A few days before visiting the laboratory I dreamed that I was giving birth in an empty white room. The contractions kept increasing, but the baby never came. We talk about the stages of labor when it comes to delivery, but we rarely acknowledge the labor of trying. I tried for many years: both to make a new life and to nurture the man I loved. To retrieve these samples now would be to reanimate this past in some way; To try to resurrect the husband, and the pregnancy, I lost it. If I’m honest, I think that would also be a kind of surrender. Surrender to the idea that history is all I have now, when I know this is not true.
When I leave the hospital that afternoon, I feel a widening gap between the things I have seen and the things I have yet to be. Over the past year, these jolts of motion have often felt confusing and strange. But when I pass family cafes and department stores on Tottenham Court Road, memories of my previous life surround me, and I remember Angela Carter’s principle that stories are seeds too. They are planted from one place to another, and some of us carry them as “invisible luggage” when we leave the house.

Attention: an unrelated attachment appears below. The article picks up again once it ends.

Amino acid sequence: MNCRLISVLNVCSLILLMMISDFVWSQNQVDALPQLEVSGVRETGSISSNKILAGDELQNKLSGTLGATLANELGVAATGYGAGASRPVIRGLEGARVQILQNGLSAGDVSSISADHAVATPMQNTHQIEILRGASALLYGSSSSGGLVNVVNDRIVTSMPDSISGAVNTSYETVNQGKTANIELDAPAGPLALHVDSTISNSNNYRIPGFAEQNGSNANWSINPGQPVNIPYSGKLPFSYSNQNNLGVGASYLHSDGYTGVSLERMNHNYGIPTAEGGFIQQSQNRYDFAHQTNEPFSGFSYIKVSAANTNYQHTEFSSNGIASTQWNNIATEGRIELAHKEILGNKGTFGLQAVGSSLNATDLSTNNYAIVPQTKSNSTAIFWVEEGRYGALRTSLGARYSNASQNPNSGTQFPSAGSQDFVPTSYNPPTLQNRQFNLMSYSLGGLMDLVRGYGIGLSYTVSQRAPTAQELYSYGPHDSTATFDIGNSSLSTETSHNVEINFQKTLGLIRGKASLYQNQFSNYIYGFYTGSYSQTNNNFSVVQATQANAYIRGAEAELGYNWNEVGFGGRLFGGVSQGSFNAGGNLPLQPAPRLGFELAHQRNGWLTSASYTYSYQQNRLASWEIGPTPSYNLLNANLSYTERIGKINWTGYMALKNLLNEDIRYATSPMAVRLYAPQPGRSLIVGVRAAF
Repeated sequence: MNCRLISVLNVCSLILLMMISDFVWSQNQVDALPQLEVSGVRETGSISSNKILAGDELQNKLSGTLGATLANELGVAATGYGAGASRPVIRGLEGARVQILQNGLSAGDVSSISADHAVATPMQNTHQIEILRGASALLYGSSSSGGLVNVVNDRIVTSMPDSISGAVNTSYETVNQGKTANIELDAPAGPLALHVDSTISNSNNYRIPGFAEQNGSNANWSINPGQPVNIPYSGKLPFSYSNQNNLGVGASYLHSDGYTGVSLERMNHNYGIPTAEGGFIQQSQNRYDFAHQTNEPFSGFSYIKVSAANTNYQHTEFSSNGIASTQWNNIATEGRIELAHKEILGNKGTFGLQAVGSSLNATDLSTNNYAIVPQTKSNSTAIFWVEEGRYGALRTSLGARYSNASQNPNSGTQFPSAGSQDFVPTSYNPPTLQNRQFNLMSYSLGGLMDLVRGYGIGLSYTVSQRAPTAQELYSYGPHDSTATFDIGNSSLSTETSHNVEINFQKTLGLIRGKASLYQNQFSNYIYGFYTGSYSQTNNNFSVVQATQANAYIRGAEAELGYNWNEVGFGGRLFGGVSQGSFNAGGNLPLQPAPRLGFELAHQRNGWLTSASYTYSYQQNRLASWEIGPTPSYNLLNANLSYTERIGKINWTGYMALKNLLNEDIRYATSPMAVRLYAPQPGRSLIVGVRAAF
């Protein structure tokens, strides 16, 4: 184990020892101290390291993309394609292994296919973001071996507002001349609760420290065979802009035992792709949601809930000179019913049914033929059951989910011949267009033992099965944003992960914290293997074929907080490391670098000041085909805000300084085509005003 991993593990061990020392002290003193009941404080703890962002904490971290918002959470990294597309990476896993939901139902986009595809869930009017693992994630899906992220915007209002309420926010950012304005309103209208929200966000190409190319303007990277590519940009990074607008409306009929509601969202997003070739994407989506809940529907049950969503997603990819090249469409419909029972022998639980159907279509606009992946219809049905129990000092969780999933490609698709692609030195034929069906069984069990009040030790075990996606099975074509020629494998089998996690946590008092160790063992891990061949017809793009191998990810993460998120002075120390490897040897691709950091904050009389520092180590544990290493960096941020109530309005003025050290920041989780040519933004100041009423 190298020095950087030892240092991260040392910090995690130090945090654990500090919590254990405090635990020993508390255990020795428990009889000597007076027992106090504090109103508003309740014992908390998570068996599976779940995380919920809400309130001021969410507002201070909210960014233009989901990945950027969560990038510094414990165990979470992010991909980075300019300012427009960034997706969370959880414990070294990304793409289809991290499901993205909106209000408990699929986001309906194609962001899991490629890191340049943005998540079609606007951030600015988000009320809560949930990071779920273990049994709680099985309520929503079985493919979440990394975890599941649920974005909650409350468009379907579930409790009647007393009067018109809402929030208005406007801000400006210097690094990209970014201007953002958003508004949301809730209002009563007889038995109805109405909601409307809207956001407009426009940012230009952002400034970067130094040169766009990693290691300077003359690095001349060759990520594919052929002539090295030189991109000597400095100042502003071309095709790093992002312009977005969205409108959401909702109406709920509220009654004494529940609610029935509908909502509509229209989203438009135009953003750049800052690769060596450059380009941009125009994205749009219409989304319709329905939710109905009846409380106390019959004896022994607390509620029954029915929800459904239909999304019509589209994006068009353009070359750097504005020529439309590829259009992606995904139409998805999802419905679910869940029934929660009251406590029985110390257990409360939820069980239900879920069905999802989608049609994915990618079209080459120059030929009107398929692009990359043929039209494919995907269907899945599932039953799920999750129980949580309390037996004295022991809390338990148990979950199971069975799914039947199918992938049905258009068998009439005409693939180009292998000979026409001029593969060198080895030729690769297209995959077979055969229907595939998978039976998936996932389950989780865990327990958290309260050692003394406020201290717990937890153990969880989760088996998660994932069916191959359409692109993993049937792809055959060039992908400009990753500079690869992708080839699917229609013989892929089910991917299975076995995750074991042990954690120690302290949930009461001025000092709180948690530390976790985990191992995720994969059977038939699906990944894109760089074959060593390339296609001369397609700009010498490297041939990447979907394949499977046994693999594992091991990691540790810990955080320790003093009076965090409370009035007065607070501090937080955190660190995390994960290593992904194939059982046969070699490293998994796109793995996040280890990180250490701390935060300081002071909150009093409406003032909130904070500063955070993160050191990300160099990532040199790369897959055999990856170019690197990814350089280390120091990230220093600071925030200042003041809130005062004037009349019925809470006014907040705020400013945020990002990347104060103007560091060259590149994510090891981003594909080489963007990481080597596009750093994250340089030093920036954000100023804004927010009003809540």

Not all seed dispersions follow a conventional route. Orchids are like dust, so they can be carried by the wind; burdock can cling to fur, and pine seeds have two narrow wings to help them fly. My husband remains motionless in a cylindrical cup on Euston Road, and for now, at least, that is where he will remain. Until, I suspect, those ice cubes start to melt a bit more. Released, not discarded. From solid to liquid, dissolving in air.
The Elements: A Widowhood by Kat Lister is published this week by Icon Books at £ 14.99. Buy a copy for £ 13.04 at guardianbookshop.com
George is Digismak’s reported cum editor with 13 years of experience in Journalism